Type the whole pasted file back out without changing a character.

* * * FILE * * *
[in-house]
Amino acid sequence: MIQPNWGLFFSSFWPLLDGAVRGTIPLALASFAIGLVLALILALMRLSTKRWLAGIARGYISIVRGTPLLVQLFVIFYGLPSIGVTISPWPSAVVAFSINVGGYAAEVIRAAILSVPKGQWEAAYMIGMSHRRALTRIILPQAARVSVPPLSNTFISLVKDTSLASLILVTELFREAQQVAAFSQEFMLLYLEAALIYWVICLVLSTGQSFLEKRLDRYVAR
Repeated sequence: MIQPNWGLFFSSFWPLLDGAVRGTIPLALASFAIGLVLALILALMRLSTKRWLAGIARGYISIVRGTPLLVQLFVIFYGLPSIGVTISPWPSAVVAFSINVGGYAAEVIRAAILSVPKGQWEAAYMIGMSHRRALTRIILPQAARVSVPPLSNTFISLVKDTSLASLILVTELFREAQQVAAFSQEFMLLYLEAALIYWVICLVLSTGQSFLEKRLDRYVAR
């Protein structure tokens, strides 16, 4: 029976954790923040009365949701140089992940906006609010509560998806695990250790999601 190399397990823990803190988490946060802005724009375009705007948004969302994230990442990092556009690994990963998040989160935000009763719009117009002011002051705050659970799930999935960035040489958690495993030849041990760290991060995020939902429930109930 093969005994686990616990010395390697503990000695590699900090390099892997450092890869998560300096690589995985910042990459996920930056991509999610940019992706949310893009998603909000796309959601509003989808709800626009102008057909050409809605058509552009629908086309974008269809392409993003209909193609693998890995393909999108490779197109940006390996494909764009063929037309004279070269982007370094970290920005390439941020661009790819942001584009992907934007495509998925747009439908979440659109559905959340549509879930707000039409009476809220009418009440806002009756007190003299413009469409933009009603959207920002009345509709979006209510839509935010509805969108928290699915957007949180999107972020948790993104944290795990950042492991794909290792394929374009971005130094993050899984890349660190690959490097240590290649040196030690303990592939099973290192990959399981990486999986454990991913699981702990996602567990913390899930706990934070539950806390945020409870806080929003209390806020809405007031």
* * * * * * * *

[in-house]
Amino acid sequence: MIQPNWGLFFSSFWPLLDGAVRGTIPLALASFAIGLVLALILALMRLSTKRWLAGIARGYISIVRGTPLLVQLFVIFYGLPSIGVTISPWPSAVVAFSINVGGYAAEVIRAAILSVPKGQWEAAYMIGMSHRRALTRIILPQAARVSVPPLSNTFISLVKDTSLASLILVTELFREAQQVAAFSQEFMLLYLEAALIYWVICLVLSTGQSFLEKRLDRYVAR
Repeated sequence: MIQPNWGLFFSSFWPLLDGAVRGTIPLALASFAIGLVLALILALMRLSTKRWLAGIARGYISIVRGTPLLVQLFVIFYGLPSIGVTISPWPSAVVAFSINVGGYAAEVIRAAILSVPKGQWEAAYMIGMSHRRALTRIILPQAARVSVPPLSNTFISLVKDTSLASLILVTELFREAQQVAAFSQEFMLLYLEAALIYWVICLVLSTGQSFLEKRLDRYVAR
């Protein structure tokens, strides 16, 4: 029976954790923040009365949701140089992940906006609010509560998806695990250790999601 190399397990823990803190988490946060802005724009375009705007948004969302994230990442990092556009690994990963998040989160935000009763719009117009002011002051705050659970799930999935960035040489958690495993030849041990760290991060995020939902429930109930 093969005994686990616990010395390697503990000695590699900090390099892997450092890869998560300096690589995985910042990459996920930056991509999610940019992706949310893009998603909000796309959601509003989808709800626009102008057909050409809605058509552009629908086309974008269809392409993003209909193609693998890995393909999108490779197109940006390996494909764009063929037309004279070269982007370094970290920005390439941020661009790819942001584009992907934007495509998925747009439908979440659109559905959340549509879930707000039409009476809220009418009440806002009756007190003299413009469409933009009603959207920002009345509709979006209510839509935010509805969108928290699915957007949180999107972020948790993104944290795990950042492991794909290792394929374009971005130094993050899984890349660190690959490097240590290649040196030690303990592939099973290192990959399981990486999986454990991913699981702990996602567990913390899930706990934070539950806390945020409870806080929003209390806020809405007031």